Stephen Colbert sends up Nicki Minaj’s COVID-19 misinformation with ‘Super Balls’


The Late Show host Stephen Colbert has parodied Nicki Minaj‘s now-infamous COVID-19 misinformation tweet with a parody of her 2011 hit ‘Super Bass’.

The parody was entitled ‘Super Balls’, a reference to Minaj tweeting second-hand and unverified anecdotal information about her cousin’s friend having an adverse side effect of the COVID-19 vaccine.

Pre-empted by footage of a fake news team discussing Minaj’s statement, a Minaj soundalike then raps over the song with new lyrics about “swollen testes” and “beach ball nads.”


Watch the ‘Super Balls’ skit below:

Billboard reports that Colbert spoke about the 2021 Met Gala in the cold open of Wednesday night’s Late Show (September 15), discussing the various attendees and outfits at the gathering. Minaj had tweeted that she was not attending, despite receiving an invite, on account of her being unvaccinated.

“If I get vaccinated, it won’t [be] for the Met,” she wrote. “It’ll be once I feel I’ve done enough research. I’m working on that now.”

“I’m not surprised,” Colbert responded after reading the tweet aloud to a reception of boos among his studio audience.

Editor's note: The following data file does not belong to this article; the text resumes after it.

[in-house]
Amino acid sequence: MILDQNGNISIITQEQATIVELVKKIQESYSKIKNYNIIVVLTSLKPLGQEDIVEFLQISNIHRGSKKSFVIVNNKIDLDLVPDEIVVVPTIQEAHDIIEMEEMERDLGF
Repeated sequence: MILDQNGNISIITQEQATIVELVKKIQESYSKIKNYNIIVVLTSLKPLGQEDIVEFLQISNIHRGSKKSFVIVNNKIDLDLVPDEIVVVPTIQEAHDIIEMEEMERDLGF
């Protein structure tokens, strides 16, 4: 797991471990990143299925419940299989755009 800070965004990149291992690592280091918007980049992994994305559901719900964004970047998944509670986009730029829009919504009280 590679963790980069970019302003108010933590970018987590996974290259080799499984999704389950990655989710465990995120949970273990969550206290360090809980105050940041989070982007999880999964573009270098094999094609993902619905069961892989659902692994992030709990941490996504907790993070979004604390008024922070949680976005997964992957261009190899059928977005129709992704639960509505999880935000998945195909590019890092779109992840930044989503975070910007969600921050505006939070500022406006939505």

“Nicki Minaj is known for her extensive research on what anacondas want, if and when you’ve got buns, hon.” This quip was a reference to Minaj’s 2014 single ‘Anaconda’.


Colbert continued in his monologue by reading out a follow-up tweet from Minaj, which has been the subject of ridicule throughout the internet – as well as an official dismissal from Trinidad & Tobago’s Health Minister and Dr. Anthony Fauci.

“My cousin in Trinidad won’t get the vaccine [because] his friend got it and became impotent,” tweeted Minaj. “His testicles became swollen.”

Responding to this, Colbert joked: “This is why I got my shot in the shoulder.”

Watch Colbert’s monologue below, with discussion of Minaj starting at the 7:22 mark:

Among the parties that publicly spoke out against Minaj in the wake of her tweets was Chris Whitty, the UK’s chief medical officer.

He described Minaj’s perpetuated myth as “clearly ridiculous,” as well as “clearly designed just to scare.”

“Many… know they are pedaling untruths but they still do it,” he said. “In my view, they should be ashamed.”

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